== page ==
Tripelroot in downtown Zeeland has been a community gathering place since it first opened six years ago. As it did for so many businesses, COVID-19 changed everything.
Two Michigan Economic Development Corporation grant programs helped Tripelroot make the necessary changes to shift its business model, the Michigan Small Business Restart grant program and the Michigan Small Business Relief grant.
And Lakeshore Advantage helped Tripelroot through the grant process.
“If it wouldn’t have been for them, I wouldn’t have known I could apply for the second grant,” says Laura Gentry who co-owns Tripelroot with her husband, Nate. “They’ve always been a great resource. And I feel they’ve really been on top of things and helping small businesses.”
A ‘comfortable space’
The couple always envisioned the brewpub primarily as a “comfortable space where people can gather.”
The Tripelroot community table is intentionally oversized to encourage strangers to sit together. It was a way for neighbors to get to know each other, Gentry says.
“My favorite part is just seeing people enjoy the space,” she says.
The COVID-19 pandemic and restrictions it brought on public gatherings made that difficult if not impossible.
Changing to survive
The market changed on a dime, so to survive, Tripelroot had to do the same.
The downtown Zeeland business, 146 E. Main Ave., still has in-person dining and live music (socially distanced). But now, they also have an artisan grocery; a quick lunch spot with fresh, prepackaged wraps, salads, sandwiches, and soups; and to-go beer and wine. They also have multiple partnerships with other West Michigan businesses such as Salt of the Earth, Crisp Country Acres, Michigan Craft Beef, Black Sheep Farm, Farmhaus Cider, Boar's Head, Country Winds Farm, and Fustini’s Oils and Vinegar.
"The need for increased safety, both from state regulations and customers’ reduced appetite for doing business in person, has altered traditional commerce and has caused local businesses to focus on their creativity to remain current," says Zeeland Marketing Director Abby deRoo. "It is crucial for these small shops to do what they can to stay top of mind, and it’s crucial for local customers to go out of their way to support local businesses."
Drip Coffee, which sits next door, didn’t have enough business in the afternoons to stay open, so Tripelroot now has a fresh carafe of Drip Coffee every afternoon to help out their neighbor.
“We’re doing what we can to help local businesses. We can support each other,” Gentry says.
Tripelroot is open 11 a.m. to 8 p.m. Tuesday through Friday. The downtown Zeeland business could add some Saturday hours during the holiday season, so patrons should check the website for the most up-to-date hours.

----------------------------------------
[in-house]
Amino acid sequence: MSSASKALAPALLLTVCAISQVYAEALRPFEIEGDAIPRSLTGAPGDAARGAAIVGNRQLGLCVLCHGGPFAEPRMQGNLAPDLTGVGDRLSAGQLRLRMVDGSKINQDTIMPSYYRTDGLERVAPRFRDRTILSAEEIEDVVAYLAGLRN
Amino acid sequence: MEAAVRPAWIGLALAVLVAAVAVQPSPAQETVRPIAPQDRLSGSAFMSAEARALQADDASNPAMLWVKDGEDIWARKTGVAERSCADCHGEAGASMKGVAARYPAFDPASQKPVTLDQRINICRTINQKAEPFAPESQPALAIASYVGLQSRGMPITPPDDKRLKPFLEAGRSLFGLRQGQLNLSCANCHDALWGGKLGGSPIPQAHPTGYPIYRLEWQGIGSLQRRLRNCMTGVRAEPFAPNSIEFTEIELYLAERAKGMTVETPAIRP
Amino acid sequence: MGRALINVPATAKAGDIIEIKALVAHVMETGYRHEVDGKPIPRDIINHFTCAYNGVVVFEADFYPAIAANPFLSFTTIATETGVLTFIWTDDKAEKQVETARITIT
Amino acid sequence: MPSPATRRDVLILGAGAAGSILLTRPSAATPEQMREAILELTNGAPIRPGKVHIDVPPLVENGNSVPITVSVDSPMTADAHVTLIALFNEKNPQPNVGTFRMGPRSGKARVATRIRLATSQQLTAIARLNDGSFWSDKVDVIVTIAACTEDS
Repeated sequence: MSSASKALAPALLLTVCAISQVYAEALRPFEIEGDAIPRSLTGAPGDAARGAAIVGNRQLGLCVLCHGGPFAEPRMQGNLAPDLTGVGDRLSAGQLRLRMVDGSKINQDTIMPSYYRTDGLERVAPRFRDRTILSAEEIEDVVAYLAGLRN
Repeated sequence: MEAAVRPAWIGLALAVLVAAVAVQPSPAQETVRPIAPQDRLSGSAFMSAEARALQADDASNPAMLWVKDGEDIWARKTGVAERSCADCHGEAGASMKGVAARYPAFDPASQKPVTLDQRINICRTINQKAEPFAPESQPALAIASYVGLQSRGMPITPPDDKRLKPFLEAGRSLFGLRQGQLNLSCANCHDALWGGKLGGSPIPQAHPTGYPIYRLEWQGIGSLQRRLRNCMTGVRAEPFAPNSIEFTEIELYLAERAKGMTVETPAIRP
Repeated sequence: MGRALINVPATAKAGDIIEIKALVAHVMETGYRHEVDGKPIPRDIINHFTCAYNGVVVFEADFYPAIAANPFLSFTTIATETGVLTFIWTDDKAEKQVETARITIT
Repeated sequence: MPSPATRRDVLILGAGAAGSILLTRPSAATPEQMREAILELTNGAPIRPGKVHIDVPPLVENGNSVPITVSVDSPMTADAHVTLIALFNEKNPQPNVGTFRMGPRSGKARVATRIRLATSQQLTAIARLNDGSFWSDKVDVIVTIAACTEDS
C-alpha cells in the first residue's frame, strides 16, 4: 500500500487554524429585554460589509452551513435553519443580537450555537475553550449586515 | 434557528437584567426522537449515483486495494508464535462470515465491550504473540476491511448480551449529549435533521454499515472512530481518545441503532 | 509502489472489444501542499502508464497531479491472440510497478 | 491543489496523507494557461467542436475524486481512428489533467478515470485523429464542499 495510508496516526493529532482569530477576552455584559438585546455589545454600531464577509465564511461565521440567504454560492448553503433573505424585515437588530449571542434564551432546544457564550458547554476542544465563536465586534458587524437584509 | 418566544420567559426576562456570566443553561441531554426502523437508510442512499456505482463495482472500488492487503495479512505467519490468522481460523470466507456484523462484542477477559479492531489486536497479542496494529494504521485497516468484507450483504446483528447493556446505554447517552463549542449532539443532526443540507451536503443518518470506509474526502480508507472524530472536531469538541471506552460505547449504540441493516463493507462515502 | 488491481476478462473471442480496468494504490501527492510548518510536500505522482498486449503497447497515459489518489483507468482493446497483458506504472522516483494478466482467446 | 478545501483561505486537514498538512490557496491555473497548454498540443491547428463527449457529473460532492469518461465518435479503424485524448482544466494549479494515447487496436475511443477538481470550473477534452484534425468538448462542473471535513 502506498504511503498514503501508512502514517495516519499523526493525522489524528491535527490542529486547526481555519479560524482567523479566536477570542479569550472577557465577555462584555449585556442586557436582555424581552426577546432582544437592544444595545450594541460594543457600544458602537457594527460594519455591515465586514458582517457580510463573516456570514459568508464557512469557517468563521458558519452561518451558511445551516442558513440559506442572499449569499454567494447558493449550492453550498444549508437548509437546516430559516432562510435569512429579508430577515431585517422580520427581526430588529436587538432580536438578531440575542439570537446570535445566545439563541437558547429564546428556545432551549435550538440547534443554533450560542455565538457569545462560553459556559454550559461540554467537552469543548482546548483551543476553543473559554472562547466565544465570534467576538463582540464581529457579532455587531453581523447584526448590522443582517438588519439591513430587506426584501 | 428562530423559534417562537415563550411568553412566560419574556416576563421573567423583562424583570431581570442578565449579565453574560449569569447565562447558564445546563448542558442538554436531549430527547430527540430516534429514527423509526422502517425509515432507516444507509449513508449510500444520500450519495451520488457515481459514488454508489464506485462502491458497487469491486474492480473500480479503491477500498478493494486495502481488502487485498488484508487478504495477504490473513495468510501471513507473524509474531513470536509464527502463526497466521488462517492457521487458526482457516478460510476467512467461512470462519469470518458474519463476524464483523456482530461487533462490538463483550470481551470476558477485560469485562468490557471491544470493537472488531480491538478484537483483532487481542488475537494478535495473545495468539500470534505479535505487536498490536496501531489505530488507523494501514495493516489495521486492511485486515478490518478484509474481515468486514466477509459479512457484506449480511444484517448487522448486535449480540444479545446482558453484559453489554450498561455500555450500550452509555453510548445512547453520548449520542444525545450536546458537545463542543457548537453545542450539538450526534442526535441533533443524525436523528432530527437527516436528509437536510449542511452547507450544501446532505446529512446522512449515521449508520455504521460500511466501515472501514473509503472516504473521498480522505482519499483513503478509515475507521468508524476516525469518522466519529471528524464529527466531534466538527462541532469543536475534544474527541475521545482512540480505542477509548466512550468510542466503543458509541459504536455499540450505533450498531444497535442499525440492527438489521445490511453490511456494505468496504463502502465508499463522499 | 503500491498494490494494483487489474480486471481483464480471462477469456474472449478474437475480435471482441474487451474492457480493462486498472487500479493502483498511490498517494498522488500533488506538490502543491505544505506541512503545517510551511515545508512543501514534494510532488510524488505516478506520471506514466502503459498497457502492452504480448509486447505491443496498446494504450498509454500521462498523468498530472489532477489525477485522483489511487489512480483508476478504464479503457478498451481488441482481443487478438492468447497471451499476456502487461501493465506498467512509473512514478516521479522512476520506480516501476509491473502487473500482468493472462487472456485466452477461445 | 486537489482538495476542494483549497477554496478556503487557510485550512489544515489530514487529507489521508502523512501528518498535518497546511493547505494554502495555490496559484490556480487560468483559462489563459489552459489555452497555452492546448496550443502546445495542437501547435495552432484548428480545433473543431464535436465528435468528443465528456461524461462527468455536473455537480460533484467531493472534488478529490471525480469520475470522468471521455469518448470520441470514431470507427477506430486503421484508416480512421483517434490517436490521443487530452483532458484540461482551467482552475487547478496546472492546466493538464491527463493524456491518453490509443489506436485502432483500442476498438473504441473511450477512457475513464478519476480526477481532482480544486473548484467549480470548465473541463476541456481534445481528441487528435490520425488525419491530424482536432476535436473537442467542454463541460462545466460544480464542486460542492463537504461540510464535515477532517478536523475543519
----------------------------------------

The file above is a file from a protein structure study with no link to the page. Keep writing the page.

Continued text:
Reinventing the business
When the statewide shutdown mandated restaurants close, Gentry and her husband took the time to reinvent their business. They had to.
They started “Pastie Monday” to let people buy the meat pies frozen and cook them at home (something Tripelroot is working on making a permanent offering).
They created “Take Out Tuesday” with a pop-up Bavarian soft pretzel shop and a pop-up soup shop.
In June, with the relaxation of restrictions, they opened their doors again. They had room for three socially distanced tables.
“That was actually a pretty big struggle,” Gentry says. “People weren’t ready to go back out.”
The brewpub shut down again after a few weeks.
Funds for renovation
To shore up struggling businesses, Lakeshore Advantage, in collaboration with the MEDC and regional partners, awarded $3.325 million to 428 small businesses and nonprofits in Allegan and Ottawa counties through the Michigan Small Business Restart grant program.
The nonprofit economic development organization received 887 grant applications with a total monetary request of nearly $9.3 million. Grants awarded ranged from $4,000-$20,000.
Significant renovations were possible at Tripelroot, in part, because of the MEDC grants.
New shelving and counter space, a new service area and Point of Sale software and hardware, as well as new coolers transformed the business.
“Small businesses affected by COVID-19 need financial resources, and this is a monetary tool we are able to provide through administering this grant and loan locally,” says Jennifer Owens, president, Lakeshore Advantage. “Outside of this program, we are in touch daily with businesses and polling them weekly to know what resources they need right now and our team is diligently making those connections to help.”
In Allegan and Ottawa counties, 68% of the total funding for small businesses, or $2.08 million, was awarded to women-, minority-, and veteran-owned small businesses.
Navigating new reality
Small businesses and nonprofits are the heartbeats of Michigan communities, and state assistance makes navigating the new reality of COVID-19 possible for thousands of them, Owens says.
“We knew we needed to do something to supplement the income, because we couldn’t pack out the place on Friday and Saturday nights any more,” Gentry says.
There was no more happy hour with people working from home.
“When people worked from home and happy hour came up, they just went to the refrigerator,” Gentry says.
Now Tripelroot offers catered boxed lunches.
“If you stay stagnant,” Gentry says, “you’re not going to be relevant.”
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